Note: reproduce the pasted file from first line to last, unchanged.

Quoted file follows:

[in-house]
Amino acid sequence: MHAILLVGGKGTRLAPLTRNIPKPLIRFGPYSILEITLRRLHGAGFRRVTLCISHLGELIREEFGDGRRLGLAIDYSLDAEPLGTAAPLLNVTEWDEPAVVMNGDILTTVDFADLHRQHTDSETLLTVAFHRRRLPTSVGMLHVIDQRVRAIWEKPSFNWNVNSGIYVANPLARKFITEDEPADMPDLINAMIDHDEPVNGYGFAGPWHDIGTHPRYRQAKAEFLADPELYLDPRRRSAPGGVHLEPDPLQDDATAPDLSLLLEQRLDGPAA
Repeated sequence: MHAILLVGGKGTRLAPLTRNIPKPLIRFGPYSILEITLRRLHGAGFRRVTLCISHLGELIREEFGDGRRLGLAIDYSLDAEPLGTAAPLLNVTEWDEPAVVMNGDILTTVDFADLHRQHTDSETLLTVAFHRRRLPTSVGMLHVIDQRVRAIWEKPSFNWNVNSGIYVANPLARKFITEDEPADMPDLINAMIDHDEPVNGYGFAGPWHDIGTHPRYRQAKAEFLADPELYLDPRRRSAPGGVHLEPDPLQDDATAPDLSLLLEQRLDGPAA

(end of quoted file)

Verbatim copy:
[in-house]
Amino acid sequence: MHAILLVGGKGTRLAPLTRNIPKPLIRFGPYSILEITLRRLHGAGFRRVTLCISHLGELIREEFGDGRRLGLAIDYSLDAEPLGTAAPLLNVTEWDEPAVVMNGDILTTVDFADLHRQHTDSETLLTVAFHRRRLPTSVGMLHVIDQRVRAIWEKPSFNWNVNSGIYVANPLARKFITEDEPADMPDLINAMIDHDEPVNGYGFAGPWHDIGTHPRYRQAKAEFLADPELYLDPRRRSAPGGVHLEPDPLQDDATAPDLSLLLEQRLDGPAA
Repeated sequence: MHAILLVGGKGTRLAPLTRNIPKPLIRFGPYSILEITLRRLHGAGFRRVTLCISHLGELIREEFGDGRRLGLAIDYSLDAEPLGTAAPLLNVTEWDEPAVVMNGDILTTVDFADLHRQHTDSETLLTVAFHRRRLPTSVGMLHVIDQRVRAIWEKPSFNWNVNSGIYVANPLARKFITEDEPADMPDLINAMIDHDEPVNGYGFAGPWHDIGTHPRYRQAKAEFLADPELYLDPRRRSAPGGVHLEPDPLQDDATAPDLSLLLEQRLDGPAA